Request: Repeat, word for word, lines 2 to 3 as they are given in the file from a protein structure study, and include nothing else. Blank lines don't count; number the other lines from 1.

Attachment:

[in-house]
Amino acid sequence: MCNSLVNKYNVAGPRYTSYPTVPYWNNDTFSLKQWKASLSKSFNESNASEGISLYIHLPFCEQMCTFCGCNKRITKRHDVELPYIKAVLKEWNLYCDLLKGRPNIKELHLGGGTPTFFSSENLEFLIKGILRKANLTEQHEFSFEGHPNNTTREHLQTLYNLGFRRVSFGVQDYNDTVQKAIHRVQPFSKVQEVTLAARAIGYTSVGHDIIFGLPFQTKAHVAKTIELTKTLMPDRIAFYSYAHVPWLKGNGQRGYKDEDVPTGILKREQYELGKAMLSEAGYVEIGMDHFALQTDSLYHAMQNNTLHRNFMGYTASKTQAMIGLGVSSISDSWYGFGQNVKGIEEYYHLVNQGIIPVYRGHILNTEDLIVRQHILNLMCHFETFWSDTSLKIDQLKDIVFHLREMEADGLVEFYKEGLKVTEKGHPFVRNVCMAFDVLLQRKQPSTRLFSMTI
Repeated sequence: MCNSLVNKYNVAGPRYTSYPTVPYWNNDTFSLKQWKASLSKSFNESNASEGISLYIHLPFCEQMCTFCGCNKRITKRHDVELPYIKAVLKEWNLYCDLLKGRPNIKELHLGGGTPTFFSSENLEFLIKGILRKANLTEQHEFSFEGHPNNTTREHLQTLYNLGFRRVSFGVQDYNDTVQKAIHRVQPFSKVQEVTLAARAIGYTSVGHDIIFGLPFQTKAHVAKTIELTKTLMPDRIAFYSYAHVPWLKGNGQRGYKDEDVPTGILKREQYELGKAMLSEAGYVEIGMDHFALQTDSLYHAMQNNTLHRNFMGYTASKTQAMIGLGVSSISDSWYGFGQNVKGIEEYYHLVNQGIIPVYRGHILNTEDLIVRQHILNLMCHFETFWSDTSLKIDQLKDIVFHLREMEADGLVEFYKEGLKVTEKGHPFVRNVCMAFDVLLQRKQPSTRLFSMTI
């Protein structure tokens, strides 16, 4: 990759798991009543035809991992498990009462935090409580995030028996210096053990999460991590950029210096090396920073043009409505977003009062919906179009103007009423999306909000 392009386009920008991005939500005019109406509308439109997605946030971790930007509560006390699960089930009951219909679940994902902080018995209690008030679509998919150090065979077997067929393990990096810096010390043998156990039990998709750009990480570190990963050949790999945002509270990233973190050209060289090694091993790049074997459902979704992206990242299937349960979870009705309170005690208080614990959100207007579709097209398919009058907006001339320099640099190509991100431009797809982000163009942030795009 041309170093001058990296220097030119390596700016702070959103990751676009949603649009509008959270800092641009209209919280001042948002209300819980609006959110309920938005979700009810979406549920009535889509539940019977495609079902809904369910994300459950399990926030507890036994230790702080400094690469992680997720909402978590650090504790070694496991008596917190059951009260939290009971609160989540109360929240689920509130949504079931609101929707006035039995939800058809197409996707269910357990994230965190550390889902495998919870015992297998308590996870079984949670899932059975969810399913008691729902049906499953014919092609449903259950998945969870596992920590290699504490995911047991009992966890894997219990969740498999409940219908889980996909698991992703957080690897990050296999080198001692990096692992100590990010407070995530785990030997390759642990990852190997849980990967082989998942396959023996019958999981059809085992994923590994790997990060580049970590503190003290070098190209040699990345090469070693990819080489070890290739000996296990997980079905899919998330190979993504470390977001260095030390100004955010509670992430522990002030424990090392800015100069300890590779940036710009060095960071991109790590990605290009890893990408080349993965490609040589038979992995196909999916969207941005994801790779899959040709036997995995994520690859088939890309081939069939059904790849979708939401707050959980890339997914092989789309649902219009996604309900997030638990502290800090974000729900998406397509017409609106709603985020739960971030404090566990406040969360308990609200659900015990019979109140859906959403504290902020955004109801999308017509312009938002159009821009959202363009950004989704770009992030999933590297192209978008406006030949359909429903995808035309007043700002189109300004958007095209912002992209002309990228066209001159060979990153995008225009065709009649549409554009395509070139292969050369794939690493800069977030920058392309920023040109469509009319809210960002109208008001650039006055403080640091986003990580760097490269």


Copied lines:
Amino acid sequence: MCNSLVNKYNVAGPRYTSYPTVPYWNNDTFSLKQWKASLSKSFNESNASEGISLYIHLPFCEQMCTFCGCNKRITKRHDVELPYIKAVLKEWNLYCDLLKGRPNIKELHLGGGTPTFFSSENLEFLIKGILRKANLTEQHEFSFEGHPNNTTREHLQTLYNLGFRRVSFGVQDYNDTVQKAIHRVQPFSKVQEVTLAARAIGYTSVGHDIIFGLPFQTKAHVAKTIELTKTLMPDRIAFYSYAHVPWLKGNGQRGYKDEDVPTGILKREQYELGKAMLSEAGYVEIGMDHFALQTDSLYHAMQNNTLHRNFMGYTASKTQAMIGLGVSSISDSWYGFGQNVKGIEEYYHLVNQGIIPVYRGHILNTEDLIVRQHILNLMCHFETFWSDTSLKIDQLKDIVFHLREMEADGLVEFYKEGLKVTEKGHPFVRNVCMAFDVLLQRKQPSTRLFSMTI
Repeated sequence: MCNSLVNKYNVAGPRYTSYPTVPYWNNDTFSLKQWKASLSKSFNESNASEGISLYIHLPFCEQMCTFCGCNKRITKRHDVELPYIKAVLKEWNLYCDLLKGRPNIKELHLGGGTPTFFSSENLEFLIKGILRKANLTEQHEFSFEGHPNNTTREHLQTLYNLGFRRVSFGVQDYNDTVQKAIHRVQPFSKVQEVTLAARAIGYTSVGHDIIFGLPFQTKAHVAKTIELTKTLMPDRIAFYSYAHVPWLKGNGQRGYKDEDVPTGILKREQYELGKAMLSEAGYVEIGMDHFALQTDSLYHAMQNNTLHRNFMGYTASKTQAMIGLGVSSISDSWYGFGQNVKGIEEYYHLVNQGIIPVYRGHILNTEDLIVRQHILNLMCHFETFWSDTSLKIDQLKDIVFHLREMEADGLVEFYKEGLKVTEKGHPFVRNVCMAFDVLLQRKQPSTRLFSMTI